The Penguin English Library Edition of Martin Chuzzlewit by Charles Dickens
'I plainly see to what foul uses all this money will be put ... sowing perjury, hatred, and lies among near kindred, where there should be nothing but love'
Old Martin Chuzzlewit, in despair at a family more interested in his wealth than his wellbeing, drives out his grandson and namesake. While the younger Martin leaves to make his own way in the world, love of money drives the hypocritical Pecksniff into scheming his way closer to the older man, and compels Jonas Chuzzlewit to even darker deeds.
Dickens thought Martin Chuzzlewit 'in a hundred points immeasurably the best of my stories'. A sinister, funny novel of greed, selfishness, blackmail and murder, it also sees Dickens's scathing moral sense make the voyage to America.
The Penguin English Library - 100 editions of the best fiction in English, from the eighteenth century and the very first novels to the beginning of the First World War.
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Even at a lengthy 33 and a half hours, you will want the book to go on and on, so engaging are the humorous and dramatic moments … Listeners will find it hard to believe that only one voice is presenting the story, so well does [Sean Barrett] create the many and varied characters. --Janet Julian
Charles Dickens is not known for subtlety, and Martin Chuzzlewit is typically unsubtle, satirical, often quite funny, and, in this case, vastly improved by the expertise of Sean Barrett. There are so many distinct and consistent characters here, and Barrett nails them all, especially the two Martin Chuzzlewits, the gruff grandfather and the feckless grandson. The younger Martin goes to America with the most optimistic man in the world, Mark Tapley, who has a slightly Cockney accent and a 'never-give-up' tone. There they find racism, a land scam, and a fever that almost kills them. Barrett's gushing and wheedling portrayal of Seth Pecksniff vividly renders this hypocritical character whose fall brings about everyone's happiness in truly Dickensian fashion. Also noteworthy is Barrett's portrait of the deluded and drunken Sairy Gamp, a nurse you would not want in your hour of need. --AudioFile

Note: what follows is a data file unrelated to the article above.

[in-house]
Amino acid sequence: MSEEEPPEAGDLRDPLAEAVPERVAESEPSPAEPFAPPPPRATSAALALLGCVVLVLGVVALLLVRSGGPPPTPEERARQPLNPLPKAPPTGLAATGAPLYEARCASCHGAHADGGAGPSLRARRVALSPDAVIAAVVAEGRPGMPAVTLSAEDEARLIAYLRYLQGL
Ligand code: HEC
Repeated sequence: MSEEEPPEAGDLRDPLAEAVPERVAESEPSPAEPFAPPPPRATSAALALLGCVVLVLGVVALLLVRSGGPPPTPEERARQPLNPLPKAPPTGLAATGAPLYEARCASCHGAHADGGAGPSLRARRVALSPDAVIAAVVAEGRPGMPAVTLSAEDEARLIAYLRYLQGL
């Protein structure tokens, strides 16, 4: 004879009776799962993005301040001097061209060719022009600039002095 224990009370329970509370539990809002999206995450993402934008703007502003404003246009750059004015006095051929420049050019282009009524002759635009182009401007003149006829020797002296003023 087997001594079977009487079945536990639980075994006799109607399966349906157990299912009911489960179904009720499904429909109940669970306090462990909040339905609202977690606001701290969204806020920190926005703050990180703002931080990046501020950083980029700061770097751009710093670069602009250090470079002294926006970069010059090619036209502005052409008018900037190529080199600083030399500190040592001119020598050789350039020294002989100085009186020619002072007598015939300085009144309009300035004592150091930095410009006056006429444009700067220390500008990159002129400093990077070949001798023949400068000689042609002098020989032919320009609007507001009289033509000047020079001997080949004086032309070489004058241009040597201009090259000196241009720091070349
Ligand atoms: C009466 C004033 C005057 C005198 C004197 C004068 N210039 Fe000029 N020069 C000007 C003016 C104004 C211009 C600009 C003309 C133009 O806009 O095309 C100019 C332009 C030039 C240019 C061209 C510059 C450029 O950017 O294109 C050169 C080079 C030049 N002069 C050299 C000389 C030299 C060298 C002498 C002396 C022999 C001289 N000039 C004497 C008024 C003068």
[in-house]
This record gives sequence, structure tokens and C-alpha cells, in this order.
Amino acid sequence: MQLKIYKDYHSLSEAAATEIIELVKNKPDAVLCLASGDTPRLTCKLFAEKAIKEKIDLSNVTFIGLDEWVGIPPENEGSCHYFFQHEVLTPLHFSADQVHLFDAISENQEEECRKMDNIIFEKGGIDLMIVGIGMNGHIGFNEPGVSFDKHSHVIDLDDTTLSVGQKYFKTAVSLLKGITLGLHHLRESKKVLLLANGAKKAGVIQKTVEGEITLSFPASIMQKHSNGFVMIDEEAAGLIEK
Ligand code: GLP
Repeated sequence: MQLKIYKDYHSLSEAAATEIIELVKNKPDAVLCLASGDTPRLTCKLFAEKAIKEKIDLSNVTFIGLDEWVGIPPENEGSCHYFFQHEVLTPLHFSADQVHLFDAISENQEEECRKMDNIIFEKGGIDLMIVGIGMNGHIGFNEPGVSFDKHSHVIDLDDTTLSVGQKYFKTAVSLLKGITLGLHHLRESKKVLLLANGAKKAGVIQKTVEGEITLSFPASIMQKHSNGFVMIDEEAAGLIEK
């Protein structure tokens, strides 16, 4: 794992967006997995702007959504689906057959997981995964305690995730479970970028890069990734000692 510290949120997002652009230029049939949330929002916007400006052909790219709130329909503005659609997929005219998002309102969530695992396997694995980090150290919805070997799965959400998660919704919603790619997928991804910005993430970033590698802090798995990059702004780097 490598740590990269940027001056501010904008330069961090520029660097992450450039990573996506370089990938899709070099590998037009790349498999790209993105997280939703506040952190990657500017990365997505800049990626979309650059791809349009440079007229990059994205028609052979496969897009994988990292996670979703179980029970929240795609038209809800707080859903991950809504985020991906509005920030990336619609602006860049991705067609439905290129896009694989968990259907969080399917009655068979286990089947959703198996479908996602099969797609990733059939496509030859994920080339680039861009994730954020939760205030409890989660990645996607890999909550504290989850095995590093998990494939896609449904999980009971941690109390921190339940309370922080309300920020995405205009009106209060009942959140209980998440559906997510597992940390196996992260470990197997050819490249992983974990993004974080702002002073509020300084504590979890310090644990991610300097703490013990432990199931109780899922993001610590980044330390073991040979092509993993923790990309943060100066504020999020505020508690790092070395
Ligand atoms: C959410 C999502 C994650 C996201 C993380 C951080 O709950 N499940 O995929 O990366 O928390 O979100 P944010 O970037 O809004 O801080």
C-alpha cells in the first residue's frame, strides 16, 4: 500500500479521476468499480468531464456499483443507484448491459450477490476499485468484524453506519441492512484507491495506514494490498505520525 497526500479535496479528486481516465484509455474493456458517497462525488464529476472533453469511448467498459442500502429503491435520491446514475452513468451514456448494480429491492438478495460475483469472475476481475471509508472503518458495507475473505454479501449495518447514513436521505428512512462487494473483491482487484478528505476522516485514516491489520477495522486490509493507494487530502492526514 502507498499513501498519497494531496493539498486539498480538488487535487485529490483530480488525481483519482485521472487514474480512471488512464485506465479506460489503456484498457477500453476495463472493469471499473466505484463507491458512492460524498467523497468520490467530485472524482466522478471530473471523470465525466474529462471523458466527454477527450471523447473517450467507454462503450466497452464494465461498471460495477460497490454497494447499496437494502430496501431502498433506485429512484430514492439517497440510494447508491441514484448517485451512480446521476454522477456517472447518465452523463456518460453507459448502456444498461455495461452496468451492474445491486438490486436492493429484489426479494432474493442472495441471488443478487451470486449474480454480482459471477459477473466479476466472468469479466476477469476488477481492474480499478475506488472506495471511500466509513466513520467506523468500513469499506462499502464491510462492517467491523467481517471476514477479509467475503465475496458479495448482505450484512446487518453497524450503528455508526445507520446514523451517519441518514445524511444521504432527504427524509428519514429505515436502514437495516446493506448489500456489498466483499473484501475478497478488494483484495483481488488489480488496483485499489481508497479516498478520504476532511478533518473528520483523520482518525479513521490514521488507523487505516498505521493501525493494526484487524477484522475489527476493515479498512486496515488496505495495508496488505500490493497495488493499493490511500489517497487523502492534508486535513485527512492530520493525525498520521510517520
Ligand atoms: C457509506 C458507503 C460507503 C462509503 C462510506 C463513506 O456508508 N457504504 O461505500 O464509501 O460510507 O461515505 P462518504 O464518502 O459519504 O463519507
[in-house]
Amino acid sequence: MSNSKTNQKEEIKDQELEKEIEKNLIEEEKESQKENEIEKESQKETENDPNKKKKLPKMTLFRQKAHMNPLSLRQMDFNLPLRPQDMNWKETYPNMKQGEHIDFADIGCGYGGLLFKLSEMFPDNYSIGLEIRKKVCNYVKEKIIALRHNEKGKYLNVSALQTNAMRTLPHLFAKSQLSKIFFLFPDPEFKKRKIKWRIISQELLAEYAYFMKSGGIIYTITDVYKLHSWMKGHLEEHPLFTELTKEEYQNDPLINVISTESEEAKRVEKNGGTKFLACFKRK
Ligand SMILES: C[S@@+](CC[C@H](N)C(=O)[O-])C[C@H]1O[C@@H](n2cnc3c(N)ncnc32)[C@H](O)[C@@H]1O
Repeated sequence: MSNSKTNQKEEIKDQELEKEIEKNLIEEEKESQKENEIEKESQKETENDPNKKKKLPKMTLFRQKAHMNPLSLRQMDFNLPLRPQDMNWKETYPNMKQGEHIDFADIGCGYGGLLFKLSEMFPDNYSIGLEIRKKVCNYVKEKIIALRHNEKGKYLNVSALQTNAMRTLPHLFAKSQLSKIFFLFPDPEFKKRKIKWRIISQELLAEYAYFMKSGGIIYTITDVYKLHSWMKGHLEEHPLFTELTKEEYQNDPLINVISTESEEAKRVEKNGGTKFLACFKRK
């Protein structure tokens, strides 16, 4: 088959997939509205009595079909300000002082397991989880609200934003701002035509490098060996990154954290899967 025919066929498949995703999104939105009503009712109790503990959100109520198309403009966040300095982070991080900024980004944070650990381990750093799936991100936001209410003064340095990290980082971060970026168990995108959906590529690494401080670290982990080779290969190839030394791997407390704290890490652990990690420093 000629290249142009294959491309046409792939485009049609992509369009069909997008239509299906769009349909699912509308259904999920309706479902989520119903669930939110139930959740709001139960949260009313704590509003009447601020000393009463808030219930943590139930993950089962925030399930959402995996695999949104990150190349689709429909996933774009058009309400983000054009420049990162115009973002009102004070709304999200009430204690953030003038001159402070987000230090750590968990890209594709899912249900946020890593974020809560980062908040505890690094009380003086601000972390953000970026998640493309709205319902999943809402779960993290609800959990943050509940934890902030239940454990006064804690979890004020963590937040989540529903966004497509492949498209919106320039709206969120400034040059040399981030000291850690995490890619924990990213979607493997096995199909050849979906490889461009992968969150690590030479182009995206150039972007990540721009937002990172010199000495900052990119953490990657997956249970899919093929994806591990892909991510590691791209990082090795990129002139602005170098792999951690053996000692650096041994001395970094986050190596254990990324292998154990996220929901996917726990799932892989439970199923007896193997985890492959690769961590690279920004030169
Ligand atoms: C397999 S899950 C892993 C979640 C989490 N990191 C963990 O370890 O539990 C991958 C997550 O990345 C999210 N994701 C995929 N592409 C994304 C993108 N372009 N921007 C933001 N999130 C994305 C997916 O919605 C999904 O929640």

Martin Chuzzlewit is a comic masterpiece which courted controversy on publication with its scathing portrayal of nineteenth-century America
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